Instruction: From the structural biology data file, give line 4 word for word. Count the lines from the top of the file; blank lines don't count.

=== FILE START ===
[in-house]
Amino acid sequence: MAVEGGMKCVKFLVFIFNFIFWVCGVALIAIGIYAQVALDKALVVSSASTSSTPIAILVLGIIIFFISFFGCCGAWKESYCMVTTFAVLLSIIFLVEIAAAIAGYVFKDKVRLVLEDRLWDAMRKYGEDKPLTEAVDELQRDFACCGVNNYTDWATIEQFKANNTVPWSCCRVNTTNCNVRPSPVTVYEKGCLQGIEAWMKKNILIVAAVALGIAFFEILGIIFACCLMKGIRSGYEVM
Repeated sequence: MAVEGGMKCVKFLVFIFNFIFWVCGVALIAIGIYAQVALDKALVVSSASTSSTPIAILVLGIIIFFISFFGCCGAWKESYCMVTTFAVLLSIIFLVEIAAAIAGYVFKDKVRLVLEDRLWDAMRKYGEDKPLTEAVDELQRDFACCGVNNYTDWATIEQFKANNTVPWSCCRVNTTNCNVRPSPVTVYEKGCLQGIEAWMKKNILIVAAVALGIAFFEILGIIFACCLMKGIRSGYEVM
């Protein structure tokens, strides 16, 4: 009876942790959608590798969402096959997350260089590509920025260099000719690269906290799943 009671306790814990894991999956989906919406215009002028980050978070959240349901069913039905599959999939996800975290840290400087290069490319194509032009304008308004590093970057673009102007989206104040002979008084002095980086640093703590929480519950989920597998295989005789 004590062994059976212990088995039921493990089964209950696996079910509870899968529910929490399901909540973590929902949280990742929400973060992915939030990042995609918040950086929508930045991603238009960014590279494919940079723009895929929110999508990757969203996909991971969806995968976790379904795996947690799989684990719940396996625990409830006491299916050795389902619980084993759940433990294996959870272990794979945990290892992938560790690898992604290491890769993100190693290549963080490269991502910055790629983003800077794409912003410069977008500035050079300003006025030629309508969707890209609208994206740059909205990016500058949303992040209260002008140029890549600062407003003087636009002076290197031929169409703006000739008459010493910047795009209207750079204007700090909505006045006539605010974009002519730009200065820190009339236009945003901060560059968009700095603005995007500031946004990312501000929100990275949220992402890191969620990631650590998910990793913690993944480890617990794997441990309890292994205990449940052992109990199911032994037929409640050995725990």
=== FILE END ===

């Protein structure tokens, strides 16, 4: 009876942790959608590798969402096959997350260089590509920025260099000719690269906290799943 009671306790814990894991999956989906919406215009002028980050978070959240349901069913039905599959999939996800975290840290400087290069490319194509032009304008308004590093970057673009102007989206104040002979008084002095980086640093703590929480519950989920597998295989005789 004590062994059976212990088995039921493990089964209950696996079910509870899968529910929490399901909540973590929902949280990742929400973060992915939030990042995609918040950086929508930045991603238009960014590279494919940079723009895929929110999508990757969203996909991971969806995968976790379904795996947690799989684990719940396996625990409830006491299916050795389902619980084993759940433990294996959870272990794979945990290892992938560790690898992604290491890769993100190693290549963080490269991502910055790629983003800077794409912003410069977008500035050079300003006025030629309508969707890209609208994206740059909205990016500058949303992040209260002008140029890549600062407003003087636009002076290197031929169409703006000739008459010493910047795009209207750079204007700090909505006045006539605010974009002519730009200065820190009339236009945003901060560059968009700095603005995007500031946004990312501000929100990275949220992402890191969620990631650590998910990793913690993944480890617990794997441990309890292994205990449940052992109990199911032994037929409640050995725990």